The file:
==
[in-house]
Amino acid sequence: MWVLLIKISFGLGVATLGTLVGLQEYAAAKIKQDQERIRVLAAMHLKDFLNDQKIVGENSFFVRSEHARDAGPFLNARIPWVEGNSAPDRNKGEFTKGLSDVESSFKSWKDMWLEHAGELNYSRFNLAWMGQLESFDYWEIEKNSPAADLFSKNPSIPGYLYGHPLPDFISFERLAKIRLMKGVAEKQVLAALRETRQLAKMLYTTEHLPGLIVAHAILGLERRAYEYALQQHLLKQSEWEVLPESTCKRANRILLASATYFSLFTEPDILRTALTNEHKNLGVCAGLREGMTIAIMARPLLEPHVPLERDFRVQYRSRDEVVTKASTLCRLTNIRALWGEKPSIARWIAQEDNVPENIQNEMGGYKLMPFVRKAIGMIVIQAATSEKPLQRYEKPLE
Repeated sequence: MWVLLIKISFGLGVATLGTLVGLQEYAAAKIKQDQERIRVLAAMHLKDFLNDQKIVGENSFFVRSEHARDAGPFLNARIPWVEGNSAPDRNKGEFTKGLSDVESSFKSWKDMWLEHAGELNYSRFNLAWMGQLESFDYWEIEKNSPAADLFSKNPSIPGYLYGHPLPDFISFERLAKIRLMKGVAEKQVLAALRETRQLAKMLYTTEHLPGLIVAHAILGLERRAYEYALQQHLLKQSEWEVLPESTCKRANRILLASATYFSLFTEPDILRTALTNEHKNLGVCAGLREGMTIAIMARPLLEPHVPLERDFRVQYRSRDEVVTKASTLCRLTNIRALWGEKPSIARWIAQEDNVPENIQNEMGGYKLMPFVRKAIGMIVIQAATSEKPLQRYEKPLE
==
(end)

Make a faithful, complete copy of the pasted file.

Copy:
[in-house]
Amino acid sequence: MWVLLIKISFGLGVATLGTLVGLQEYAAAKIKQDQERIRVLAAMHLKDFLNDQKIVGENSFFVRSEHARDAGPFLNARIPWVEGNSAPDRNKGEFTKGLSDVESSFKSWKDMWLEHAGELNYSRFNLAWMGQLESFDYWEIEKNSPAADLFSKNPSIPGYLYGHPLPDFISFERLAKIRLMKGVAEKQVLAALRETRQLAKMLYTTEHLPGLIVAHAILGLERRAYEYALQQHLLKQSEWEVLPESTCKRANRILLASATYFSLFTEPDILRTALTNEHKNLGVCAGLREGMTIAIMARPLLEPHVPLERDFRVQYRSRDEVVTKASTLCRLTNIRALWGEKPSIARWIAQEDNVPENIQNEMGGYKLMPFVRKAIGMIVIQAATSEKPLQRYEKPLE
Repeated sequence: MWVLLIKISFGLGVATLGTLVGLQEYAAAKIKQDQERIRVLAAMHLKDFLNDQKIVGENSFFVRSEHARDAGPFLNARIPWVEGNSAPDRNKGEFTKGLSDVESSFKSWKDMWLEHAGELNYSRFNLAWMGQLESFDYWEIEKNSPAADLFSKNPSIPGYLYGHPLPDFISFERLAKIRLMKGVAEKQVLAALRETRQLAKMLYTTEHLPGLIVAHAILGLERRAYEYALQQHLLKQSEWEVLPESTCKRANRILLASATYFSLFTEPDILRTALTNEHKNLGVCAGLREGMTIAIMARPLLEPHVPLERDFRVQYRSRDEVVTKASTLCRLTNIRALWGEKPSIARWIAQEDNVPENIQNEMGGYKLMPFVRKAIGMIVIQAATSEKPLQRYEKPLE